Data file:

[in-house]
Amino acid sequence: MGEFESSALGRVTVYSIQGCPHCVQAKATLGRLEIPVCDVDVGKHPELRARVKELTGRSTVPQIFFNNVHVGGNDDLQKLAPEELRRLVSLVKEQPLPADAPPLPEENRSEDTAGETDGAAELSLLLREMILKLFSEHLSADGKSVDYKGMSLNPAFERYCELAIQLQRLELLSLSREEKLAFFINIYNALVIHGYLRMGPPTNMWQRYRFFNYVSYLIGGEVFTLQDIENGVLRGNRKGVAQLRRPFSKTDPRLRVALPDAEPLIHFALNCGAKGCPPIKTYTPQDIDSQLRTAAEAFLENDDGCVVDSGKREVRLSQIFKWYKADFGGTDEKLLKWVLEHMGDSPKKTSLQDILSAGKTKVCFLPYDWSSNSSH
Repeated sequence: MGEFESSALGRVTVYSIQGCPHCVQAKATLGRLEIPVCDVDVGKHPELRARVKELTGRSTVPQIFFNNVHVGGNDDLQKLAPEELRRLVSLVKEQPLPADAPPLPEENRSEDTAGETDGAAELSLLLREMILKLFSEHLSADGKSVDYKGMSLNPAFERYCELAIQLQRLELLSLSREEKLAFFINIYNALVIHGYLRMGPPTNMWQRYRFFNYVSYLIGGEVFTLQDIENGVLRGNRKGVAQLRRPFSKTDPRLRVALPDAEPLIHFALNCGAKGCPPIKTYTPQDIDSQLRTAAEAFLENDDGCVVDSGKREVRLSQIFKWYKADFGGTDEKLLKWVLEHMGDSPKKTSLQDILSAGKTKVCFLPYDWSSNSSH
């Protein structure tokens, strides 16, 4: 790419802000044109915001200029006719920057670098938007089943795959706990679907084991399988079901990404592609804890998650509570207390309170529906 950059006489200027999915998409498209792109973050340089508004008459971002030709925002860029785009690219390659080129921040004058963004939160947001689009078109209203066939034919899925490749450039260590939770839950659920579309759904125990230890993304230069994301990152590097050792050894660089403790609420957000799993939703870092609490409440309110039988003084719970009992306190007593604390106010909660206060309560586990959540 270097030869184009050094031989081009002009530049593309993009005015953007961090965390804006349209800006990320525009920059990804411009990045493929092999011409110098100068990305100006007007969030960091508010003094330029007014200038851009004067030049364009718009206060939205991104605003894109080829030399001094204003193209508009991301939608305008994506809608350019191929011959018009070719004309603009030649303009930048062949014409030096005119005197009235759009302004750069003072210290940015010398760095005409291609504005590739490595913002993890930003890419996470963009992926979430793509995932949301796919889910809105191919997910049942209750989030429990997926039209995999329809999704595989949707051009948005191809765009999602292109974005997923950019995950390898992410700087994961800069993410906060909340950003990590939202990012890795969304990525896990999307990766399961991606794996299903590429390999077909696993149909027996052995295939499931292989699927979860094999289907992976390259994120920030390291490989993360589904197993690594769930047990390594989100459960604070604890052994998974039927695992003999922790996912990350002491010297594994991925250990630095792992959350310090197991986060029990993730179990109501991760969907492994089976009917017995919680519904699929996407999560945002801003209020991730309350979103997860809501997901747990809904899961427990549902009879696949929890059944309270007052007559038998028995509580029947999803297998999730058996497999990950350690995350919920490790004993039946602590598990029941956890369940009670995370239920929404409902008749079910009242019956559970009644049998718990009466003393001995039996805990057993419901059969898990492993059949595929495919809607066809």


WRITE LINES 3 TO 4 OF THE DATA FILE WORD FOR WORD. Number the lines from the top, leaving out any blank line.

Repeated sequence: MGEFESSALGRVTVYSIQGCPHCVQAKATLGRLEIPVCDVDVGKHPELRARVKELTGRSTVPQIFFNNVHVGGNDDLQKLAPEELRRLVSLVKEQPLPADAPPLPEENRSEDTAGETDGAAELSLLLREMILKLFSEHLSADGKSVDYKGMSLNPAFERYCELAIQLQRLELLSLSREEKLAFFINIYNALVIHGYLRMGPPTNMWQRYRFFNYVSYLIGGEVFTLQDIENGVLRGNRKGVAQLRRPFSKTDPRLRVALPDAEPLIHFALNCGAKGCPPIKTYTPQDIDSQLRTAAEAFLENDDGCVVDSGKREVRLSQIFKWYKADFGGTDEKLLKWVLEHMGDSPKKTSLQDILSAGKTKVCFLPYDWSSNSSH
């Protein structure tokens, strides 16, 4: 790419802000044109915001200029006719920057670098938007089943795959706990679907084991399988079901990404592609804890998650509570207390309170529906 950059006489200027999915998409498209792109973050340089508004008459971002030709925002860029785009690219390659080129921040004058963004939160947001689009078109209203066939034919899925490749450039260590939770839950659920579309759904125990230890993304230069994301990152590097050792050894660089403790609420957000799993939703870092609490409440309110039988003084719970009992306190007593604390106010909660206060309560586990959540 270097030869184009050094031989081009002009530049593309993009005015953007961090965390804006349209800006990320525009920059990804411009990045493929092999011409110098100068990305100006007007969030960091508010003094330029007014200038851009004067030049364009718009206060939205991104605003894109080829030399001094204003193209508009991301939608305008994506809608350019191929011959018009070719004309603009030649303009930048062949014409030096005119005197009235759009302004750069003072210290940015010398760095005409291609504005590739490595913002993890930003890419996470963009992926979430793509995932949301796919889910809105191919997910049942209750989030429990997926039209995999329809999704595989949707051009948005191809765009999602292109974005997923950019995950390898992410700087994961800069993410906060909340950003990590939202990012890795969304990525896990999307990766399961991606794996299903590429390999077909696993149909027996052995295939499931292989699927979860094999289907992976390259994120920030390291490989993360589904197993690594769930047990390594989100459960604070604890052994998974039927695992003999922790996912990350002491010297594994991925250990630095792992959350310090197991986060029990993730179990109501991760969907492994089976009917017995919680519904699929996407999560945002801003209020991730309350979103997860809501997901747990809904899961427990549902009879696949929890059944309270007052007559038998028995509580029947999803297998999730058996497999990950350690995350919920490790004993039946602590598990029941956890369940009670995370239920929404409902008749079910009242019956559970009644049998718990009466003393001995039996805990057993419901059969898990492993059949595929495919809607066809």